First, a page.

With Udoka’s suspension and lead assistant Will Hardy’s departure to coach the Jazz, Stoudamire has become one of Mazzulla’s top lieutenants. The 1996 NBA Rookie of the Year is the only member of the staff with extensive playing experience at this level, and he has tried to offer unique perspectives.
“The biggest thing [when Mazzulla took over] was kind of like the cloud,” Stoudamire said. “What are guys’ roles and how is this thing going to work? And I think he let us know, and we all kind of rallied behind that and dove into our roles. I think he’s done a great job. It’s a difficult position to be in. The timing of it wasn’t perfect, but I think he’s kept a togetherness we relied on as we started to build last year, and I think we’ve all adapted to his style, how he wants to do things, how he sees things.”
Stoudamire said he would like to become an NBA head coach someday. He got a taste last month, when he led the Celtics to wins over the Rockets and Clippers while Mazzulla was sidelined with eye abrasions.
“It felt good,” Stoudamire said. “It felt like I belonged. Of course I want to be a head coach again, but more importantly I want to be prepared when the opportunity presents itself.”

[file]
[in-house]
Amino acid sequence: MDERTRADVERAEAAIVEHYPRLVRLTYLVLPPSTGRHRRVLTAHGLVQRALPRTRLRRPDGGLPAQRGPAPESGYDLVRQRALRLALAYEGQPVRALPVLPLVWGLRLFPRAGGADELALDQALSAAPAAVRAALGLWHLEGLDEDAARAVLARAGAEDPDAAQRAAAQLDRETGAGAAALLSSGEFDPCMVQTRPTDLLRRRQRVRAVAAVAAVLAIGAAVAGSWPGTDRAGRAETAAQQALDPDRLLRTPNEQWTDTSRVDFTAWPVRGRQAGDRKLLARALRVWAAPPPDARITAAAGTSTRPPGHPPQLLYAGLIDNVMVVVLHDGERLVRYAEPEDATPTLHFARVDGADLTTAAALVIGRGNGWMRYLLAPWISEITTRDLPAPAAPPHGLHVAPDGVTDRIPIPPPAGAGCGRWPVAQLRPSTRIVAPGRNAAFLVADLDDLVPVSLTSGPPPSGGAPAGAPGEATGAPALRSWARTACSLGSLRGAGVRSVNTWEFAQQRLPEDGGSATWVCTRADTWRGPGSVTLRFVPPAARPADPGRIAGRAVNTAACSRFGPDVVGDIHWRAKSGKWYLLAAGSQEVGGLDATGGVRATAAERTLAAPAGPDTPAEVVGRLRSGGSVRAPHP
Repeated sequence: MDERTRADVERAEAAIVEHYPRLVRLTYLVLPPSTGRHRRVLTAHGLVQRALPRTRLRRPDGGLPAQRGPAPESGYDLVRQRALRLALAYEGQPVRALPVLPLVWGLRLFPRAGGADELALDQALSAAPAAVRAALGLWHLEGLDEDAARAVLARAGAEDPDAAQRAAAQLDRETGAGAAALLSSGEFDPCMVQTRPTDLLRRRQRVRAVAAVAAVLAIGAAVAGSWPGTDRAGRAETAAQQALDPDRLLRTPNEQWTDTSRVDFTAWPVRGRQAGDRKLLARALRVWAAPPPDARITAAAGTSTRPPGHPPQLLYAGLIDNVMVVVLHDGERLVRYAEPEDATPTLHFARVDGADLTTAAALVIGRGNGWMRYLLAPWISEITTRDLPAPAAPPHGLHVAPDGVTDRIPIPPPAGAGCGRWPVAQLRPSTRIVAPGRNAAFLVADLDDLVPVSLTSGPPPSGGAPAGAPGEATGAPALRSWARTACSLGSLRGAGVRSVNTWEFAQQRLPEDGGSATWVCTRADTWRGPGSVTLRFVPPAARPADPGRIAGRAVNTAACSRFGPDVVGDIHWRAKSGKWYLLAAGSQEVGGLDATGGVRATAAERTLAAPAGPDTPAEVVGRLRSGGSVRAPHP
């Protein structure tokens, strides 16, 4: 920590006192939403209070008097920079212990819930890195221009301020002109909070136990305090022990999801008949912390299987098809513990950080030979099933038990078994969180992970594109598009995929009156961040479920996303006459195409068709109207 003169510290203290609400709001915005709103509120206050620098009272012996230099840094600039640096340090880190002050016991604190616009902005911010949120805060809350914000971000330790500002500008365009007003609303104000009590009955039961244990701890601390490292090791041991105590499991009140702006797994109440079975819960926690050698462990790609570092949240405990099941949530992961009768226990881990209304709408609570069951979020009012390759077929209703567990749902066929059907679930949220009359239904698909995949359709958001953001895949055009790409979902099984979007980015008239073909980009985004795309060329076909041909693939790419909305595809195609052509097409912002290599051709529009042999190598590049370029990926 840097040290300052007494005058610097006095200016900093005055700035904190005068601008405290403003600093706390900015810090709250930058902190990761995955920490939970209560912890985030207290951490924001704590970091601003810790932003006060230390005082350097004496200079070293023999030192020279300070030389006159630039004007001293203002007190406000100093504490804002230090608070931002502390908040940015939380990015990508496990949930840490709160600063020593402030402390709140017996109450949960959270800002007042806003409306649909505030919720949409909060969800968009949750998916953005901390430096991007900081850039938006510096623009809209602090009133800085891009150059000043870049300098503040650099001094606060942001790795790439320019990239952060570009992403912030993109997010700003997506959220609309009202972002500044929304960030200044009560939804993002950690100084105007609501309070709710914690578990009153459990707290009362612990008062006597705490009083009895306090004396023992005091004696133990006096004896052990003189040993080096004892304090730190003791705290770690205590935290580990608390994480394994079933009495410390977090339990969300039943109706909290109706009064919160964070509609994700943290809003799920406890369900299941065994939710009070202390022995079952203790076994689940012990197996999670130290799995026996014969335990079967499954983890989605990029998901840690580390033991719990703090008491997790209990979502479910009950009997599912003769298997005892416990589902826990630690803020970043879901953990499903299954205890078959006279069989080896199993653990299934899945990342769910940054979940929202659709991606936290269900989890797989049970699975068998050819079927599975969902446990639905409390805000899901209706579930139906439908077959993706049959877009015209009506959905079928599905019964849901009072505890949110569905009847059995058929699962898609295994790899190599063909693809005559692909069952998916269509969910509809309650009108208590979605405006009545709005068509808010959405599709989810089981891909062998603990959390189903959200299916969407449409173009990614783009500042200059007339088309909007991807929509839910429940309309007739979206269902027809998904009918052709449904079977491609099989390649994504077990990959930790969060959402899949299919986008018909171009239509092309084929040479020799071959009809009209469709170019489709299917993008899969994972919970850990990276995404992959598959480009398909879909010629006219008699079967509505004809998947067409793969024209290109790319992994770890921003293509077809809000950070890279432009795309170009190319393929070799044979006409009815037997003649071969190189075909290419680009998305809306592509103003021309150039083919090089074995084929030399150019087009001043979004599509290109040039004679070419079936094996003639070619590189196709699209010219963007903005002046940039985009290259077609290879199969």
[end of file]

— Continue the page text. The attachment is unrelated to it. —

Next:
For now, he is focused on helping the Celtics win their first title since 2008 while also embracing the less consuming nature of his position. He focuses on his physical and mental health, just as he has advised Udoka to do. He reads books and listens to podcasts about leadership, and he takes long, winding walks through the city, usually ending up in Boston Common or Back Bay.
“It’s so therapeutic,” Stoudamire said. “It doesn’t matter if it’s 15 degrees or 90 outside. Just walking and catching the vibe, that’s really refreshing for me … I didn’t know what to expect when I came to Boston, but being here now for 18 months, it’s exceeded my expectations. I’ve met really good people. I’ve landed in a really good organization, an organization with some really good players. At the end of the day, that helps a whole lot.”